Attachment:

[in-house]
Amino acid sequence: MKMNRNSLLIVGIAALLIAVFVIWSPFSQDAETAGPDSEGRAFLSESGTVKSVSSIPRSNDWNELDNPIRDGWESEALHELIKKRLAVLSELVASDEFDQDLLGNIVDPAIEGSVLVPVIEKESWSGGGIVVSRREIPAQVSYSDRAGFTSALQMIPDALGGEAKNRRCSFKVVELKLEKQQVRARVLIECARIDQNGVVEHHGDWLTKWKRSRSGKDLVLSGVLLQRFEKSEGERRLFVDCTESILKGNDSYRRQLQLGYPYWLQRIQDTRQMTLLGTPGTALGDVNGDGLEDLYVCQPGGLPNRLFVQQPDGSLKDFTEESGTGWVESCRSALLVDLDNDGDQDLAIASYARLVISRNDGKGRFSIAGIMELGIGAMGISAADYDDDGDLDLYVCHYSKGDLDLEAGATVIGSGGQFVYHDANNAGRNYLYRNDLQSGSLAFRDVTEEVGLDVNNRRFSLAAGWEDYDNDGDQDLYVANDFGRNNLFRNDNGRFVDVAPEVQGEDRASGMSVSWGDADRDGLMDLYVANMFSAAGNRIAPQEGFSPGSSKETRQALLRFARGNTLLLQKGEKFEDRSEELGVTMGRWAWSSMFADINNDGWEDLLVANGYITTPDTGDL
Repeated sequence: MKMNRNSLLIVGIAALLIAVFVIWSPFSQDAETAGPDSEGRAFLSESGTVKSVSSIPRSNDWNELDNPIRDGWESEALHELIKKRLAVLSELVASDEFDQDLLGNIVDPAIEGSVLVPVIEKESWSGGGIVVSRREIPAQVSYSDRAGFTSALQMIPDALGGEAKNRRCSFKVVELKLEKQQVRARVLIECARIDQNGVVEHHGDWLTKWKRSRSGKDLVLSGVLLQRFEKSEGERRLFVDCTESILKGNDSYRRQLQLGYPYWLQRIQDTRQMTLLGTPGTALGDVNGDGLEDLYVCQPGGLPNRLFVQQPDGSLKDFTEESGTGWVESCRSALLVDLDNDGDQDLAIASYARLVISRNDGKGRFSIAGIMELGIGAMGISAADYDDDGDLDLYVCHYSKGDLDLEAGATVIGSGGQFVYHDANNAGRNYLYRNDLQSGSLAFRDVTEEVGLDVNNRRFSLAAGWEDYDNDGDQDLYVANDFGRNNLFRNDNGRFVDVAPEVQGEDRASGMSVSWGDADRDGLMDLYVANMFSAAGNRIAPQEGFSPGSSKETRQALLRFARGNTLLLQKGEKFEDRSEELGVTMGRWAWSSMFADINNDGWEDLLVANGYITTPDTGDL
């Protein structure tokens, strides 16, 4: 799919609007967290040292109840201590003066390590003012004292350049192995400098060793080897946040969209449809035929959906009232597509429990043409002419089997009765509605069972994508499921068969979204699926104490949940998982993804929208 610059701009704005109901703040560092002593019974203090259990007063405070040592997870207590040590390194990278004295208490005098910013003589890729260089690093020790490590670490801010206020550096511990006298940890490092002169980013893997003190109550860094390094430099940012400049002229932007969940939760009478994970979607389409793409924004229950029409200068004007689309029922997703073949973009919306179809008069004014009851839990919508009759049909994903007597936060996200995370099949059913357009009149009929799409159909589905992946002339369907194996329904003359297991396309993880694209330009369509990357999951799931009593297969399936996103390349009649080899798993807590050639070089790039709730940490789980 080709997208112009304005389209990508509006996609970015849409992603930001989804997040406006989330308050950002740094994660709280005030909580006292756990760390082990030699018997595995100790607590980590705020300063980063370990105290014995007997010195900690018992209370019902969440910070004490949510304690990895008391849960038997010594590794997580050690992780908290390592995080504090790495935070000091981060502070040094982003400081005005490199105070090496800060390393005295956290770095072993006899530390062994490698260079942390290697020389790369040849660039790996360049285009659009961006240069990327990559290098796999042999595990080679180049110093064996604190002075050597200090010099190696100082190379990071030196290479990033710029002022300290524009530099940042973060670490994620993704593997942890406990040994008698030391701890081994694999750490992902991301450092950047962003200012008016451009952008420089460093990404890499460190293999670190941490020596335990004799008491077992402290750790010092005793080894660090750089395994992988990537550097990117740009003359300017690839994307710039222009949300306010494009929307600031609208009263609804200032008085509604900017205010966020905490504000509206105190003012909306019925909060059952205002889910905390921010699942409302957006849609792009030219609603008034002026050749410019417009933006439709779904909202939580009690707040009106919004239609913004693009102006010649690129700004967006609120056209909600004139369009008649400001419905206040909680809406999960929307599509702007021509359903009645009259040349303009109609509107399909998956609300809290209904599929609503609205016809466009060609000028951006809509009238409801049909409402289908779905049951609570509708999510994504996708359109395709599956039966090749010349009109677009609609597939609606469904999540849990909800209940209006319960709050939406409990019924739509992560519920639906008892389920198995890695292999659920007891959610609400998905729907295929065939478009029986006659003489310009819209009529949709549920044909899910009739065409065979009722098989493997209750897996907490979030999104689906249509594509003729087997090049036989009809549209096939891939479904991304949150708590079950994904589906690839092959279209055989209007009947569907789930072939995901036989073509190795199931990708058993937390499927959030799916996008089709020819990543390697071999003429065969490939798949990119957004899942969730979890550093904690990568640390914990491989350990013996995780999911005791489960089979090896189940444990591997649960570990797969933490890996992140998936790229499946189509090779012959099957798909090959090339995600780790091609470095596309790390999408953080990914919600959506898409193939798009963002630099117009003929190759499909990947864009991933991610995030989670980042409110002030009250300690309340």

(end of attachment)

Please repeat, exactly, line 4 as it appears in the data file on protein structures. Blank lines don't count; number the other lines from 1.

């Protein structure tokens, strides 16, 4: 799919609007967290040292109840201590003066390590003012004292350049192995400098060793080897946040969209449809035929959906009232597509429990043409002419089997009765509605069972994508499921068969979204699926104490949940998982993804929208 610059701009704005109901703040560092002593019974203090259990007063405070040592997870207590040590390194990278004295208490005098910013003589890729260089690093020790490590670490801010206020550096511990006298940890490092002169980013893997003190109550860094390094430099940012400049002229932007969940939760009478994970979607389409793409924004229950029409200068004007689309029922997703073949973009919306179809008069004014009851839990919508009759049909994903007597936060996200995370099949059913357009009149009929799409159909589905992946002339369907194996329904003359297991396309993880694209330009369509990357999951799931009593297969399936996103390349009649080899798993807590050639070089790039709730940490789980 080709997208112009304005389209990508509006996609970015849409992603930001989804997040406006989330308050950002740094994660709280005030909580006292756990760390082990030699018997595995100790607590980590705020300063980063370990105290014995007997010195900690018992209370019902969440910070004490949510304690990895008391849960038997010594590794997580050690992780908290390592995080504090790495935070000091981060502070040094982003400081005005490199105070090496800060390393005295956290770095072993006899530390062994490698260079942390290697020389790369040849660039790996360049285009659009961006240069990327990559290098796999042999595990080679180049110093064996604190002075050597200090010099190696100082190379990071030196290479990033710029002022300290524009530099940042973060670490994620993704593997942890406990040994008698030391701890081994694999750490992902991301450092950047962003200012008016451009952008420089460093990404890499460190293999670190941490020596335990004799008491077992402290750790010092005793080894660090750089395994992988990537550097990117740009003359300017690839994307710039222009949300306010494009929307600031609208009263609804200032008085509604900017205010966020905490504000509206105190003012909306019925909060059952205002889910905390921010699942409302957006849609792009030219609603008034002026050749410019417009933006439709779904909202939580009690707040009106919004239609913004693009102006010649690129700004967006609120056209909600004139369009008649400001419905206040909680809406999960929307599509702007021509359903009645009259040349303009109609509107399909998956609300809290209904599929609503609205016809466009060609000028951006809509009238409801049909409402289908779905049951609570509708999510994504996708359109395709599956039966090749010349009109677009609609597939609606469904999540849990909800209940209006319960709050939406409990019924739509992560519920639906008892389920198995890695292999659920007891959610609400998905729907295929065939478009029986006659003489310009819209009529949709549920044909899910009739065409065979009722098989493997209750897996907490979030999104689906249509594509003729087997090049036989009809549209096939891939479904991304949150708590079950994904589906690839092959279209055989209007009947569907789930072939995901036989073509190795199931990708058993937390499927959030799916996008089709020819990543390697071999003429065969490939798949990119957004899942969730979890550093904690990568640390914990491989350990013996995780999911005791489960089979090896189940444990591997649960570990797969933490890996992140998936790229499946189509090779012959099957798909090959090339995600780790091609470095596309790390999408953080990914919600959506898409193939798009963002630099117009003929190759499909990947864009991933991610995030989670980042409110002030009250300690309340």